To show you how to perform differential synthesis analysis, I will be using DESeq2 for the purpose of differential expression analysis. Why? Because I like DESeq2. It’s a nice model, it’s a good piece of software, and it was an early source of inspiration for me in my PhD. Also, you’ll see that some of the output of bakR is specifically designed with DESeq2 in mind, so it will facilitate the process of performing differential expression analysis a bit.

First things first, let’s simulate some data! We’ll simulate 1000 genes, with 200 observing differential synthesis and no changes in stability. Let’s also run the efficient bakR implementation while we are at it.

# Simulate a nucleotide recoding dataset
sim_data <- Simulate_bakRData(1000,
                         num_kd_DE = c(0, 0),
                         num_ks_DE = c(0, 200))
  # This will simulate 500 features, 2 experimental conditions
  # and 3 replicates for each experimental condition
  # See ?Simulate_bakRData for details regarding tunable parameters

# Extract simulated bakRData object
bakRData <- sim_data$bakRData

# Extract simualted ground truths
sim_truth <- sim_data$sim_list

## Run the efficient model
# We'll tell it what the mutation rates are just for efficiency's sake
Fit <- bakRFit(bakRData, pnew = rep(0.05, times = 6), pold = 0.001)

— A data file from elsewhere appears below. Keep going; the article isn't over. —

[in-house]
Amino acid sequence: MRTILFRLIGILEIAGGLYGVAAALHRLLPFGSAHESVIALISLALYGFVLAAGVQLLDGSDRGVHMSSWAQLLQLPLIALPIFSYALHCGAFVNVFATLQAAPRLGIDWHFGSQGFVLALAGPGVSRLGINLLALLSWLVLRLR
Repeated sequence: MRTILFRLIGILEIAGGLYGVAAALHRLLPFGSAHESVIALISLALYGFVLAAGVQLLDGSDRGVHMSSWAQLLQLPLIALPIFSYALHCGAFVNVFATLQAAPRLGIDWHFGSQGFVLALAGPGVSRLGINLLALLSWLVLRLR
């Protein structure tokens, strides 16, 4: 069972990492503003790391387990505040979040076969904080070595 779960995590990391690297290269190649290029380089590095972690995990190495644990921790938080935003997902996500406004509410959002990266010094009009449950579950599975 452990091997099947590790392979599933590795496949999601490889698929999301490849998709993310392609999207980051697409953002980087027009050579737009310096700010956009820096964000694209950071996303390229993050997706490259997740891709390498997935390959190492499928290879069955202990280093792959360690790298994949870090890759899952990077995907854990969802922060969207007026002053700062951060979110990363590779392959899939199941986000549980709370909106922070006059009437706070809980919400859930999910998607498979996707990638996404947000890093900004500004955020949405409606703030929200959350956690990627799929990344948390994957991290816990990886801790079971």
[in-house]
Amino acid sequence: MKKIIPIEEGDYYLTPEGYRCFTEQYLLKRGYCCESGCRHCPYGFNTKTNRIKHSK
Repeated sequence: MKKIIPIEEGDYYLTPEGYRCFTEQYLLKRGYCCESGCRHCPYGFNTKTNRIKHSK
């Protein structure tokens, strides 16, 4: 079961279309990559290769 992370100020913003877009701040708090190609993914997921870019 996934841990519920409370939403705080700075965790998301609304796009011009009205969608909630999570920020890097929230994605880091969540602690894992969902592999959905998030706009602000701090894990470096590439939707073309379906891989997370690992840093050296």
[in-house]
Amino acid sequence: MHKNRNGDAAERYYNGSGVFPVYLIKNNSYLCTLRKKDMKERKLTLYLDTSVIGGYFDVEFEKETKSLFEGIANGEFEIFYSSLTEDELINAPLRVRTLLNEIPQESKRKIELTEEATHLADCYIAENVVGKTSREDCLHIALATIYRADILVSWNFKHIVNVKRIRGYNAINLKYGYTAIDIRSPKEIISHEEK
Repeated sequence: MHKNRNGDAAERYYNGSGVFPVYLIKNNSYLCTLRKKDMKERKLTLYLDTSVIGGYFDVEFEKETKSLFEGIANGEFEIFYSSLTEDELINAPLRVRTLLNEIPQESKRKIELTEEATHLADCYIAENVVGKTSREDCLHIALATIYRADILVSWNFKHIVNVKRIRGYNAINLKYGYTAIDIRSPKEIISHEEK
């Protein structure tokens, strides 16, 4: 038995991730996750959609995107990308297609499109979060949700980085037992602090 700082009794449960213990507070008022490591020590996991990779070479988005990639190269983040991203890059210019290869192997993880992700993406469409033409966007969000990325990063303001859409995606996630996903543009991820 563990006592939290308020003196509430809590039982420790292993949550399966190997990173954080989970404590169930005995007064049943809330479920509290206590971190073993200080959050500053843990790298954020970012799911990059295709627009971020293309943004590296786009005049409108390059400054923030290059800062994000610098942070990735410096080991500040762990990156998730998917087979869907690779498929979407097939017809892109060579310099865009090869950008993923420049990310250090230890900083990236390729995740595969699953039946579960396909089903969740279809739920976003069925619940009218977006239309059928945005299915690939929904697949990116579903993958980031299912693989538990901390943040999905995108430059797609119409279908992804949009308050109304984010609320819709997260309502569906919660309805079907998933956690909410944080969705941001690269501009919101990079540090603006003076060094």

#> Finding reliable Features
#> Filtering out unwanted or unreliable features
#> Processing data...
#> Using provided pnew estimates
#> Using provided pold estimate
#> Estimated pnews and polds for each sample are:
#>   mut reps pnew  pold
#> 1   1    1 0.05 0.001
#> 2   1    2 0.05 0.001
#> 3   1    3 0.05 0.001
#> 4   2    1 0.05 0.001
#> 5   2    2 0.05 0.001
#> 6   2    3 0.05 0.001
#> Estimating fraction labeled
#> Estimating per replicate uncertainties
#> Estimating read count-variance relationship
#> Averaging replicate data and regularizing estimates
#> Assessing statistical significance
#> All done! Run QC_checks() on your bakRFit object to assess the 
#>             quality of your data and get recommendations for next steps.

The second step is to perform differential expression analysis. As I alluded to above, bakR makes this a bit easier, and the way it does that is by providing a count matrix formatted just how DESeq2 likes it! DESeq2 also requires one more input, and that is a dataframe that provides information about any covariates (things that distinguish samples). Here is all the code to produce those necessary inputs